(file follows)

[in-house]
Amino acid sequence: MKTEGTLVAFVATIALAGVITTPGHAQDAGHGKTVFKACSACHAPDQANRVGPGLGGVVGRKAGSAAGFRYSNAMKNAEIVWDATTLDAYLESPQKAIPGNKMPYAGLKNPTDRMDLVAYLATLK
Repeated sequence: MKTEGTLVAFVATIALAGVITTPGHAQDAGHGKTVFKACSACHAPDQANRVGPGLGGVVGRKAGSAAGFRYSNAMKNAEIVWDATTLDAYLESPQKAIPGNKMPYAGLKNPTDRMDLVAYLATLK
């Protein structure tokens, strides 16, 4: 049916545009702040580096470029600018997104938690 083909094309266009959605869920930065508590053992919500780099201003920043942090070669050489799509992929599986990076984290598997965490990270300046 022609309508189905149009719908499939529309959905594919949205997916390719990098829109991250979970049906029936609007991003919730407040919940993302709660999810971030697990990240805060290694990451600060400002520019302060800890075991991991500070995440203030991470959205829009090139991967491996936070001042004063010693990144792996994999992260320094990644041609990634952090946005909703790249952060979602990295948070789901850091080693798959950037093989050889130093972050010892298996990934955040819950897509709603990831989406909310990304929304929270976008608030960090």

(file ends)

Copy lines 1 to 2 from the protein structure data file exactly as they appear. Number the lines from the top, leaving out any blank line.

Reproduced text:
[in-house]
Amino acid sequence: MKTEGTLVAFVATIALAGVITTPGHAQDAGHGKTVFKACSACHAPDQANRVGPGLGGVVGRKAGSAAGFRYSNAMKNAEIVWDATTLDAYLESPQKAIPGNKMPYAGLKNPTDRMDLVAYLATLK